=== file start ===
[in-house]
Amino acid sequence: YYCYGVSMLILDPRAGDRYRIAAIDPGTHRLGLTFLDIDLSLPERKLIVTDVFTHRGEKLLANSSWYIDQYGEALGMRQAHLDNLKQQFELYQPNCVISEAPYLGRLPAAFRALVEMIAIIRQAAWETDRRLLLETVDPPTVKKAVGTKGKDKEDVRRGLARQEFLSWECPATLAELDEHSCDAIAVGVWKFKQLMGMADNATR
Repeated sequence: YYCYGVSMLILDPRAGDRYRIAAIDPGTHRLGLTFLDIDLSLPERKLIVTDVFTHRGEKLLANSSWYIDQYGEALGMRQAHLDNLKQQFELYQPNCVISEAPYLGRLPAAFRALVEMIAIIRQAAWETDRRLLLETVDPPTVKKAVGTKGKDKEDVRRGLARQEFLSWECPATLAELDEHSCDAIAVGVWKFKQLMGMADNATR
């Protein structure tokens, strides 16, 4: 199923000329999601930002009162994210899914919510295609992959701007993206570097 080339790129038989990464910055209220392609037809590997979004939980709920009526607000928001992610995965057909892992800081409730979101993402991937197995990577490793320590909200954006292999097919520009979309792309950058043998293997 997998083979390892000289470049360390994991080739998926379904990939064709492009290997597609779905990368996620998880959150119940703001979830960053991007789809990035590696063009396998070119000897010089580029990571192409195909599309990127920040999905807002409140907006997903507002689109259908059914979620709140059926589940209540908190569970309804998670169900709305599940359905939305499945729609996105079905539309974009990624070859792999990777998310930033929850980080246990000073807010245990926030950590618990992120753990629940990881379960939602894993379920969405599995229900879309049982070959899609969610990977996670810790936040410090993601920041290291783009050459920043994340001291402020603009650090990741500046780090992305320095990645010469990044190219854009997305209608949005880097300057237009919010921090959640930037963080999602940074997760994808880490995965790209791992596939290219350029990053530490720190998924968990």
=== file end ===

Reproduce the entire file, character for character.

[in-house]
Amino acid sequence: YYCYGVSMLILDPRAGDRYRIAAIDPGTHRLGLTFLDIDLSLPERKLIVTDVFTHRGEKLLANSSWYIDQYGEALGMRQAHLDNLKQQFELYQPNCVISEAPYLGRLPAAFRALVEMIAIIRQAAWETDRRLLLETVDPPTVKKAVGTKGKDKEDVRRGLARQEFLSWECPATLAELDEHSCDAIAVGVWKFKQLMGMADNATR
Repeated sequence: YYCYGVSMLILDPRAGDRYRIAAIDPGTHRLGLTFLDIDLSLPERKLIVTDVFTHRGEKLLANSSWYIDQYGEALGMRQAHLDNLKQQFELYQPNCVISEAPYLGRLPAAFRALVEMIAIIRQAAWETDRRLLLETVDPPTVKKAVGTKGKDKEDVRRGLARQEFLSWECPATLAELDEHSCDAIAVGVWKFKQLMGMADNATR
């Protein structure tokens, strides 16, 4: 199923000329999601930002009162994210899914919510295609992959701007993206570097 080339790129038989990464910055209220392609037809590997979004939980709920009526607000928001992610995965057909892992800081409730979101993402991937197995990577490793320590909200954006292999097919520009979309792309950058043998293997 997998083979390892000289470049360390994991080739998926379904990939064709492009290997597609779905990368996620998880959150119940703001979830960053991007789809990035590696063009396998070119000897010089580029990571192409195909599309990127920040999905807002409140907006997903507002689109259908059914979620709140059926589940209540908190569970309804998670169900709305599940359905939305499945729609996105079905539309974009990624070859792999990777998310930033929850980080246990000073807010245990926030950590618990992120753990629940990881379960939602894993379920969405599995229900879309049982070959899609969610990977996670810790936040410090993601920041290291783009050459920043994340001291402020603009650090990741500046780090992305320095990645010469990044190219854009997305209608949005880097300057237009919010921090959640930037963080999602940074997760994808880490995965790209791992596939290219350029990053530490720190998924968990």